Short in height but high in the sky

These trees may be high in elevation, but short in height.

Bluffs and ridges protect some of the trees on Brockway Mountain, but Lake Superior’s winds stunt trees and other shrubs on the mountain’s treeline in Michigan’s Upper Peninsula. Without shelter from the wind, trees common to the Michigan Nature Association’s James Dorian Rooks Memorial Nature Sanctuary, including sugar maples and aspen, don’t reach full height. The effect is very much like conditions in the Rocky Mountains.

Scattered growth and stunted trees are a result of fierce Lake Superior winds.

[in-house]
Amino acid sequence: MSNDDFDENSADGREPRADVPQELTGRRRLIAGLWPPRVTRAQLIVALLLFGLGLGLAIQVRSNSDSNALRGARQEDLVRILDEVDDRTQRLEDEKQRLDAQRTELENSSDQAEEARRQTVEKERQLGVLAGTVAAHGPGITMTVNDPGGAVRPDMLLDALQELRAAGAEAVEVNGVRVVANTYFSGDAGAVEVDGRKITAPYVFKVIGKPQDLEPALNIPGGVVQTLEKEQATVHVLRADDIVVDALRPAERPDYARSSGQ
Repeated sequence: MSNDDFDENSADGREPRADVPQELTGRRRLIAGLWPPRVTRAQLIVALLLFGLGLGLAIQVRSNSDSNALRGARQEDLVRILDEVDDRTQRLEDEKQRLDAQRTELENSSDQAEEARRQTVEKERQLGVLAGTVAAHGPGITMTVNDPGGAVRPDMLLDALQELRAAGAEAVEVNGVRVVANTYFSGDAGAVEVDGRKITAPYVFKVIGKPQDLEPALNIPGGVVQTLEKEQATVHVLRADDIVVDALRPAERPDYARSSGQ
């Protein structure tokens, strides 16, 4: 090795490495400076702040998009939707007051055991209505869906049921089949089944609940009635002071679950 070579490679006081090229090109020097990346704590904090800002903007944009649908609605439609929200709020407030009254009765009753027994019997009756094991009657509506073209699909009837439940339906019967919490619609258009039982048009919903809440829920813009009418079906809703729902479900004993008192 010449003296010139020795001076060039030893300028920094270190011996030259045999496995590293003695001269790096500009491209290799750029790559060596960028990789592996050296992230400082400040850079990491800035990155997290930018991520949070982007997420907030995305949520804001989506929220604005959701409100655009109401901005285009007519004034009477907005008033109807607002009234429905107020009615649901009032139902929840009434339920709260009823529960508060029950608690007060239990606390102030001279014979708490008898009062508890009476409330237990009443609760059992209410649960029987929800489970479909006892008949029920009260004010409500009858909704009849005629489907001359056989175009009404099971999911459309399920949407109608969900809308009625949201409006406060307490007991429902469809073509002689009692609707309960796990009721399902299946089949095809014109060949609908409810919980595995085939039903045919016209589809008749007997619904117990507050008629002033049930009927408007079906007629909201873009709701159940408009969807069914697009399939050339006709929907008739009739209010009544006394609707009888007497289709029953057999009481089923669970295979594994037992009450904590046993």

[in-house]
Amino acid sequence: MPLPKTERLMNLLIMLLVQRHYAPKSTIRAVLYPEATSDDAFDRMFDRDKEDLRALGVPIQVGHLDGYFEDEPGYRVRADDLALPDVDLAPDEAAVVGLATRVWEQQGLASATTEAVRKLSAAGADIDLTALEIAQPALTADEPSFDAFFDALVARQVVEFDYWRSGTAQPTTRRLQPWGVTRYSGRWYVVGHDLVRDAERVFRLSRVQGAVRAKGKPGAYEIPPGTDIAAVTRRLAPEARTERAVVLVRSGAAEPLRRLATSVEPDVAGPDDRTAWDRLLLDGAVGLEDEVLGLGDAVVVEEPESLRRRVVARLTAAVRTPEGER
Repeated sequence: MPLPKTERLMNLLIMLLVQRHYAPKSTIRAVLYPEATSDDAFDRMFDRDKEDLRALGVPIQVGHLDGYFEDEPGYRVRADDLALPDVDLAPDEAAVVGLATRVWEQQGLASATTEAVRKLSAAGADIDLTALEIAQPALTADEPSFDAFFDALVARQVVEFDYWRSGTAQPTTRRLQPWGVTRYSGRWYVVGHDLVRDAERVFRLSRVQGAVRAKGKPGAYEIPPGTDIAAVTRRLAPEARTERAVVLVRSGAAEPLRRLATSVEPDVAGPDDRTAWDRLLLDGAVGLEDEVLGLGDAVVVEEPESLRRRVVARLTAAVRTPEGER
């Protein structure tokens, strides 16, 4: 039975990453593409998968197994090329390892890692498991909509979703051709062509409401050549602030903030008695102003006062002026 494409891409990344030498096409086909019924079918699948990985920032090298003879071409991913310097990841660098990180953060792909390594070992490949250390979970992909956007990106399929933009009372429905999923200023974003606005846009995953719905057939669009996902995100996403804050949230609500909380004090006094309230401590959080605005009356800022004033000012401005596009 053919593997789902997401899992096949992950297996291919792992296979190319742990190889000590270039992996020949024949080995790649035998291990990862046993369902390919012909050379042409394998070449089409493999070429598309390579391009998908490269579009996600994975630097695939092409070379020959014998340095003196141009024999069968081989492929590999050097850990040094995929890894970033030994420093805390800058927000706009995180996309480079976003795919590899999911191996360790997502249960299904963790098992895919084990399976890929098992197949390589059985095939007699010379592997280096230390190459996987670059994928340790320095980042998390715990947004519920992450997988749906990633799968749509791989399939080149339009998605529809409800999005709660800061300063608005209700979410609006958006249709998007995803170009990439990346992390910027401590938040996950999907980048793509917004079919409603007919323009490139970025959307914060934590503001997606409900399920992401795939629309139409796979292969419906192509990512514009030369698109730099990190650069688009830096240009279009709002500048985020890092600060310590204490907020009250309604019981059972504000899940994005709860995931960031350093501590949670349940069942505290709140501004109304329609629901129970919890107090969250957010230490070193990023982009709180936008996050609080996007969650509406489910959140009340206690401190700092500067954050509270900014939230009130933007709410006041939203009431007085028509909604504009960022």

In the subalpine environment of the Rocky Mountains, this gathering of low growing trees at the tree line is known as krummholz. Strong winds destroy any branches not sheltered by windbreaks. Trees may only grow as high as the rocks that shelter them or the height of snow cover in the winter, and subsequent growth proceeds in a horizontal direction because environmental conditions do not suit upward growth.

Want to see the Keweenaw Peninsula’s own version of krummholz?

Join MNA for its annual Fall Adventure Sept. 10-12 and you might see examples when a group of members explore James Dorian Rooks Memorial Sanctuary or when the tour group views the peninsula from Brockway Mountain Drive.

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